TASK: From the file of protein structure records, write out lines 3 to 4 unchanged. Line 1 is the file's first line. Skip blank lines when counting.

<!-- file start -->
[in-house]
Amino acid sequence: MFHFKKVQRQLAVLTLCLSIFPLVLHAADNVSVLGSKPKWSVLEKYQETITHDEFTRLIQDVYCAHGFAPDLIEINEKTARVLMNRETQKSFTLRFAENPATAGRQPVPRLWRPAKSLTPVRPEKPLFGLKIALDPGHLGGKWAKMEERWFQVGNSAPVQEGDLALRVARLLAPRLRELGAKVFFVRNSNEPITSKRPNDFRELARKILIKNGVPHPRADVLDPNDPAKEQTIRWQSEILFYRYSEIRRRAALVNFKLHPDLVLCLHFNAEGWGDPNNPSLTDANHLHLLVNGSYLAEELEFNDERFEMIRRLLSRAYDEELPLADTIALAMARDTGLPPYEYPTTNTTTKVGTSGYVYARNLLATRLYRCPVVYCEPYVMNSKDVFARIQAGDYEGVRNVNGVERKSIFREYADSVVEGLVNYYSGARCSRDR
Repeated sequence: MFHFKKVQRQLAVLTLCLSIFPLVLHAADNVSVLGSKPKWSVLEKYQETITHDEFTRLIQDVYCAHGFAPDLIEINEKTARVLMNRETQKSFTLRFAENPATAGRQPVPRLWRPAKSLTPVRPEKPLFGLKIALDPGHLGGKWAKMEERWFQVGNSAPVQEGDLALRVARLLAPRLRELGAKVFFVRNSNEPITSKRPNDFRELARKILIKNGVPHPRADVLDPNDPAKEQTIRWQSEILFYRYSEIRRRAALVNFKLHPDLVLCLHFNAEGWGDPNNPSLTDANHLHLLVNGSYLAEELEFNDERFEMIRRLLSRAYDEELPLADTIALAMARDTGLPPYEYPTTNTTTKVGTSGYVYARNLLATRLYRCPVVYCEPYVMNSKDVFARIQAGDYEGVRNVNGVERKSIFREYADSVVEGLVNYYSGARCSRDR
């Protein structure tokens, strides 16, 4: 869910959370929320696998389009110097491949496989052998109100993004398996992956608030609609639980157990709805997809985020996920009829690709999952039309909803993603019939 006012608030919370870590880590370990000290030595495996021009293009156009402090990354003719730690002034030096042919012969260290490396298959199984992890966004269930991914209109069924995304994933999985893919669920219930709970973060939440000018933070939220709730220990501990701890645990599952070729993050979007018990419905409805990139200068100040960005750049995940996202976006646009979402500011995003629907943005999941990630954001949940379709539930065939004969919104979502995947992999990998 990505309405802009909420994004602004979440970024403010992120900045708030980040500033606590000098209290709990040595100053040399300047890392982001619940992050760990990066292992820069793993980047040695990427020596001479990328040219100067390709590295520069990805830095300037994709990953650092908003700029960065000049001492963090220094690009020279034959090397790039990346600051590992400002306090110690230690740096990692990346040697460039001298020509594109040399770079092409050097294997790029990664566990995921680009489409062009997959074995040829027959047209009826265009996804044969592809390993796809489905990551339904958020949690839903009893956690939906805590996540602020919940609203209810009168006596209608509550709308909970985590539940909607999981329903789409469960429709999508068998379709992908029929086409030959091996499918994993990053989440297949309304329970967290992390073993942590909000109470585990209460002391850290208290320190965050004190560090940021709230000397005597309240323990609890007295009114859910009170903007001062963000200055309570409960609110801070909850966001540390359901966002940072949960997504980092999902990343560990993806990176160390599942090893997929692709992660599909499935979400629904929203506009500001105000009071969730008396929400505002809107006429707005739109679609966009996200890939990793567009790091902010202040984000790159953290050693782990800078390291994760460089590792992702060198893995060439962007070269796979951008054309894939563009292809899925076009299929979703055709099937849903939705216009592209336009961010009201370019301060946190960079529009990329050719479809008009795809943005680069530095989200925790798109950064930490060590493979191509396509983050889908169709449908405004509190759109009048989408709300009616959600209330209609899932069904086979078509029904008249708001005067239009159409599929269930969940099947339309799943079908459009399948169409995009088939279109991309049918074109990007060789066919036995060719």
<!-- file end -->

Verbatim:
Repeated sequence: MFHFKKVQRQLAVLTLCLSIFPLVLHAADNVSVLGSKPKWSVLEKYQETITHDEFTRLIQDVYCAHGFAPDLIEINEKTARVLMNRETQKSFTLRFAENPATAGRQPVPRLWRPAKSLTPVRPEKPLFGLKIALDPGHLGGKWAKMEERWFQVGNSAPVQEGDLALRVARLLAPRLRELGAKVFFVRNSNEPITSKRPNDFRELARKILIKNGVPHPRADVLDPNDPAKEQTIRWQSEILFYRYSEIRRRAALVNFKLHPDLVLCLHFNAEGWGDPNNPSLTDANHLHLLVNGSYLAEELEFNDERFEMIRRLLSRAYDEELPLADTIALAMARDTGLPPYEYPTTNTTTKVGTSGYVYARNLLATRLYRCPVVYCEPYVMNSKDVFARIQAGDYEGVRNVNGVERKSIFREYADSVVEGLVNYYSGARCSRDR
């Protein structure tokens, strides 16, 4: 869910959370929320696998389009110097491949496989052998109100993004398996992956608030609609639980157990709805997809985020996920009829690709999952039309909803993603019939 006012608030919370870590880590370990000290030595495996021009293009156009402090990354003719730690002034030096042919012969260290490396298959199984992890966004269930991914209109069924995304994933999985893919669920219930709970973060939440000018933070939220709730220990501990701890645990599952070729993050979007018990419905409805990139200068100040960005750049995940996202976006646009979402500011995003629907943005999941990630954001949940379709539930065939004969919104979502995947992999990998 990505309405802009909420994004602004979440970024403010992120900045708030980040500033606590000098209290709990040595100053040399300047890392982001619940992050760990990066292992820069793993980047040695990427020596001479990328040219100067390709590295520069990805830095300037994709990953650092908003700029960065000049001492963090220094690009020279034959090397790039990346600051590992400002306090110690230690740096990692990346040697460039001298020509594109040399770079092409050097294997790029990664566990995921680009489409062009997959074995040829027959047209009826265009996804044969592809390993796809489905990551339904958020949690839903009893956690939906805590996540602020919940609203209810009168006596209608509550709308909970985590539940909607999981329903789409469960429709999508068998379709992908029929086409030959091996499918994993990053989440297949309304329970967290992390073993942590909000109470585990209460002391850290208290320190965050004190560090940021709230000397005597309240323990609890007295009114859910009170903007001062963000200055309570409960609110801070909850966001540390359901966002940072949960997504980092999902990343560990993806990176160390599942090893997929692709992660599909499935979400629904929203506009500001105000009071969730008396929400505002809107006429707005739109679609966009996200890939990793567009790091902010202040984000790159953290050693782990800078390291994760460089590792992702060198893995060439962007070269796979951008054309894939563009292809899925076009299929979703055709099937849903939705216009592209336009961010009201370019301060946190960079529009990329050719479809008009795809943005680069530095989200925790798109950064930490060590493979191509396509983050889908169709449908405004509190759109009048989408709300009616959600209330209609899932069904086979078509029904008249708001005067239009159409599929269930969940099947339309799943079908459009399948169409995009088939279109991309049918074109990007060789066919036995060719």